England is moving to Step 4 of the Government’s re-opening roadmap on Monday 19th July.
While the move sees legal restrictions removed, to comply with the following guidance from Government, businesses will still need to impose restrictions in the workplace and, at least initially, these may be very similar to those required at present.
We would like to know your thoughts on these plans. Is there anything that requires more clarity? Is the guidance workable in your industry? Click here to let us know what you think.
Specific guidance has been provided for the following sectors (follow the links to view the full guidance):
- Construction and other outdoor work
- Events and attractions
- Hotels and guest accommodation
- Offices, factories and labs
- Restaurants, pubs, bars, nightclubs and takeaway services
- Shops, branches and close contact services
The guidance identifies 6 priority actions for all businesses to take.
1. Firms MUST complete a health and safety risk assessment that includes Covid
• Legal requirement to protect workers and others from risks to their health and safety.
• Consider reasonable adjustments for those with disabilities.
• Remain responsive to workers’ needs
• Adopt practices that help to reduce the risks to individuals in the workplace – e.g. when not every adult will have been offered two vaccine doses etc.
• With some exemptions, such as where the business employs fewer than 5 people/the businessperson is self-employed, the assessment should be in writing.
2. Provide ventilation
• natural or mechanical and minimise use of unventilated space
• Avoid areas of congestion
• Use C02 monitors
3. Clean surfaces more often
• ask staff and customers to wash hands and/or use sanitiser
• Clean surfaces regularly and avoid shared equipment
4. Turn away staff or customers with COVID-19 symptoms
• Illegal to allow people to work if self-isolating
• Enable workers to work from home while self-isolating if appropriate.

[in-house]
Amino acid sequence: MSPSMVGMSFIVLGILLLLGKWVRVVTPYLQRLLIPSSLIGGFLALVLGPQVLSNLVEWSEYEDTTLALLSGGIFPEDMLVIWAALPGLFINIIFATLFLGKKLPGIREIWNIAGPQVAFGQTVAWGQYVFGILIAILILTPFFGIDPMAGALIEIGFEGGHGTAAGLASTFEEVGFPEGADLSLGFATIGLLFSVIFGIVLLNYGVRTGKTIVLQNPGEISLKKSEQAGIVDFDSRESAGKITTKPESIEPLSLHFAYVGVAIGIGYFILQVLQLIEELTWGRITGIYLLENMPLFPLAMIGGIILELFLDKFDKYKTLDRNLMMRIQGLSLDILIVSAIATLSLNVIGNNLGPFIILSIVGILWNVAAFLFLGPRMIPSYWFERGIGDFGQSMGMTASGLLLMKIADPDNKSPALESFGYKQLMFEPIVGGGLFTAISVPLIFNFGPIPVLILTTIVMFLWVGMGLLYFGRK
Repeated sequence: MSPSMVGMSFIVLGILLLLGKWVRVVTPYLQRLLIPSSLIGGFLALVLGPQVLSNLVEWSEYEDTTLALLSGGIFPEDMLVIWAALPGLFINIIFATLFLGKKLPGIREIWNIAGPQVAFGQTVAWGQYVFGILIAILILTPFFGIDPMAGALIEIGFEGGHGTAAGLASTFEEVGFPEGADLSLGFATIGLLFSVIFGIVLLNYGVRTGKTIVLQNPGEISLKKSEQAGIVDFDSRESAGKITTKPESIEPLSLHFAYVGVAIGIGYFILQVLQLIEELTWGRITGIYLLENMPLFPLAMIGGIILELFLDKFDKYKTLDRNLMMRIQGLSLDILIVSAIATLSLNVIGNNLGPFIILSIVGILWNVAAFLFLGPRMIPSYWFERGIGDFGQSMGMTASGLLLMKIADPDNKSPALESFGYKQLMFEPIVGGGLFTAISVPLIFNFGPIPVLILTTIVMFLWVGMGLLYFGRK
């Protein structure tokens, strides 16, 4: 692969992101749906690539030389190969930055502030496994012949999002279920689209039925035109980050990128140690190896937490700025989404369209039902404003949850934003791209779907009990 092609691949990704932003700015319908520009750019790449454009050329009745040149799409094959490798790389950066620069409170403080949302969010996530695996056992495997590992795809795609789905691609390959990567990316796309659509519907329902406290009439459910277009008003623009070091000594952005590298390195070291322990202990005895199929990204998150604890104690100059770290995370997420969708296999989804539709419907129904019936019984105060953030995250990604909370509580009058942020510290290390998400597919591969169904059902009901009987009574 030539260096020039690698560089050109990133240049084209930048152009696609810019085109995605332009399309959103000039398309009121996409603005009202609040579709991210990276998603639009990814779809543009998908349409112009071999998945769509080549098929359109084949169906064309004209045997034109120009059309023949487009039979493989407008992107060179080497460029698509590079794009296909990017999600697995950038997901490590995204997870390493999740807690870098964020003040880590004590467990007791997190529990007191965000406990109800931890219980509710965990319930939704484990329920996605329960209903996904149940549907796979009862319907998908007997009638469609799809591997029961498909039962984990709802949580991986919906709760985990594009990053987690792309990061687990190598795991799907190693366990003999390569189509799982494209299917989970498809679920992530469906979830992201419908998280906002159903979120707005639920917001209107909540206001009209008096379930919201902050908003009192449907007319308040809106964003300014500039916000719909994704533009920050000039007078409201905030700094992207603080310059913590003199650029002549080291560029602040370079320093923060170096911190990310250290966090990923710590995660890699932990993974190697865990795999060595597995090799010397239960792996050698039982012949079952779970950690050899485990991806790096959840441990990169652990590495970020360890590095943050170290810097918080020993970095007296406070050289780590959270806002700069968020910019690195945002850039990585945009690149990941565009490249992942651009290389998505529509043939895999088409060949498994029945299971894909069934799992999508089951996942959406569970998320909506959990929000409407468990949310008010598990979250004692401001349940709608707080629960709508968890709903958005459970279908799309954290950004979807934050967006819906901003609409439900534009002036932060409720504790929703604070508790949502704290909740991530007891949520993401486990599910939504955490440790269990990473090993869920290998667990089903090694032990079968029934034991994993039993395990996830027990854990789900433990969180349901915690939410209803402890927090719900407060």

5. Enable people to check in at your venue
• No legal requirement to collect customer contact details – but doing so would help in track and trace
• Optional to display QR code poster and no need to turn people away if they refuse.
6. Communicate and train
• Keep all your workers, contractors and visitors up-to-date on how you’re using and updating safety measures.
Return to work
The Government recommends a gradual return to workplaces over the summer and employers should start to plan and discuss arrangements with the workforce that meet both business and individual needs.
Although social distancing is no longer strictly required, firms are encouraged to put in place measures to reduce contact between people, particularly between customers and workers, e.g. use ‘fixed teams or partnering’ or ‘cohorting’, screens or barriers to separate people from each other, and/or using back-to-back or side-to-side working (instead of face-to- face working).
Face coverings are no longer required by law, but the government recommends that people continue to wear face coverings in crowded, enclosed spaces. Firms should “consider encouraging” (through signage) use of face coverings by workers or visitors.
Protecting People at Higher Risk
Employers should give extra consideration to people at higher risk and to workers facing mental and physical health difficulties. Those who are clinically extremely vulnerable are no longer advised to shield, but firms should continue to support these workers by discussing with them their individual needs and supporting them in taking any additional precautions advised by their clinicians – and consider providing support for workers around mental health and wellbeing.
Covid Outbreaks in the Workplace
Employers who become aware of any positive cases of COVID-19 in the workplace, should inform the Local Authority public health team, immediately identify any close workplace contacts and ask them to self-isolate.
The Government encourages organisations, particularly places “where people are likely to be in close proximity to a large number of those from other households” (which is not further defined) such as crowded indoor settings (for example nightclubs) and larger outdoor settings, to use the NHS COVID Pass as a condition of entry to reduce the risk of transmission at your venue or event.
Businesses and other organisations should not require certification from those 18 or younger or from any person who declares they are medically unable to be certified (i.e. cannot vaccinate or test).
Remember to let us know what you think of the guidance.
For more information on what the guidance means for your business join our online event on Wednesday 21st July:
Back to the Future: How the lifting of restrictions will affect businesses and employers